Barnett lays out the facts on Seattle's Road Diets

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Proposed Configuration for NE 125th

Erica Barnett, in a Publicola article, "Times Columnist Ignores the Facts on Road Diets" tears apart the arguments put forth by a recent Seattle Times columnist, Nicole Brodeur, on road diets -- see "Bike lanes wobbly idea for N.E. 125th".

In regular Barnett form, she tackles the myths concerning traffic and how roads function point by point. Here are some highlights from the article below, check it out in full here.

Brodeur claims that McGinn is ignoring residents’ valid concerns about “safety, business viability, and whether cyclists should be licensed to pay for all the dedicated lanes they’re getting.”

Wrong, wrong, and wrong.

First, road diets improve safety. For example, on Stone Way, a once-controversial road diet reduced the number of speeders dramatically; increased bike traffic while decreasing car traffic both on Stone Way and on nearby streets (so much for “gridlock”); and dramatically reduced collisions between cars and bikes and pedestrians. All the evidence says road diets make streets safer, not less so.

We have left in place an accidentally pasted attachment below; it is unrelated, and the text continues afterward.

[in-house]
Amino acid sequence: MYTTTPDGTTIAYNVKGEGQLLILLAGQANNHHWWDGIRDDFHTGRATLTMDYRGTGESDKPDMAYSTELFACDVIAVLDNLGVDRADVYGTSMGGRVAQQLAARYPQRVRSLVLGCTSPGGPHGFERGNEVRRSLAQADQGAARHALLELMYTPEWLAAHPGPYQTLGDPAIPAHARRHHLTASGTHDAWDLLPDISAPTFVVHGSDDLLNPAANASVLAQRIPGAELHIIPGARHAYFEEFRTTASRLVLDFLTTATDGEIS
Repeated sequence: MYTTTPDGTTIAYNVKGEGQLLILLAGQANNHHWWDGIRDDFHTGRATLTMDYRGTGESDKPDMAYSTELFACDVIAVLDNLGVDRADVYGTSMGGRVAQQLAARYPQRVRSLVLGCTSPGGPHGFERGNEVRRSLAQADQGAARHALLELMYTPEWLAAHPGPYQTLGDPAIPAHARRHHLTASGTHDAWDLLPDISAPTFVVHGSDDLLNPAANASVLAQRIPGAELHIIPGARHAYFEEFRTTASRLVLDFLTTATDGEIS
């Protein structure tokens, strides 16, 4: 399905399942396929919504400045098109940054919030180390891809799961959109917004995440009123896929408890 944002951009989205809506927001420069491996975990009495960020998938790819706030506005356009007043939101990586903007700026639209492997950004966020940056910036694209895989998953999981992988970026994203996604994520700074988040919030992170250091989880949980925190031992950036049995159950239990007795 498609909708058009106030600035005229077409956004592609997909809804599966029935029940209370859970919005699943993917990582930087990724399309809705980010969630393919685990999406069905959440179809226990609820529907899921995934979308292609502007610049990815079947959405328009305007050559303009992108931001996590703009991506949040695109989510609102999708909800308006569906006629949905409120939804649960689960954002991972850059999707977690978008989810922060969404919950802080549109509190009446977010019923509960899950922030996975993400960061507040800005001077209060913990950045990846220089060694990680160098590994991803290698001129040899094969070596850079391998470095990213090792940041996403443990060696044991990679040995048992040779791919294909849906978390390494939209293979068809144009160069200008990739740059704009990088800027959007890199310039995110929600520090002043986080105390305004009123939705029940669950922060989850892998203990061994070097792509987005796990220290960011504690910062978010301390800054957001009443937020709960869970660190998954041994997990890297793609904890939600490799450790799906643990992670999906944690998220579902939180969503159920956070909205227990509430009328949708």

Second, there is no evidence that road diets hurt businesses. Because they improve traffic flow (and access, by adding turn lanes) for both bikes and cars, they may in fact help them.

Third, cyclists already pay for roads. The idea that we “get” dedicated lanes for free is absurd. Most cyclists already have drivers’ licenses (because most cyclists also drive cars); in addition, roads are paid for with taxes that are paid for by everyone, including sales taxes and property taxes and levies. The Victoria Transport Policy Institute has a good explanation of how cyclists and other non-drivers subsidize roads for automobiles here. Moreover, cycling creates positive externalities like cleaner air and lower traffic congestion; driving, in contrast, produces negative externalities like sprawl, carbon emissions, and health-care costs from accidents. If anything, I’m subsidizing the roads Brodeur drives on in her two cars, not the other way around.


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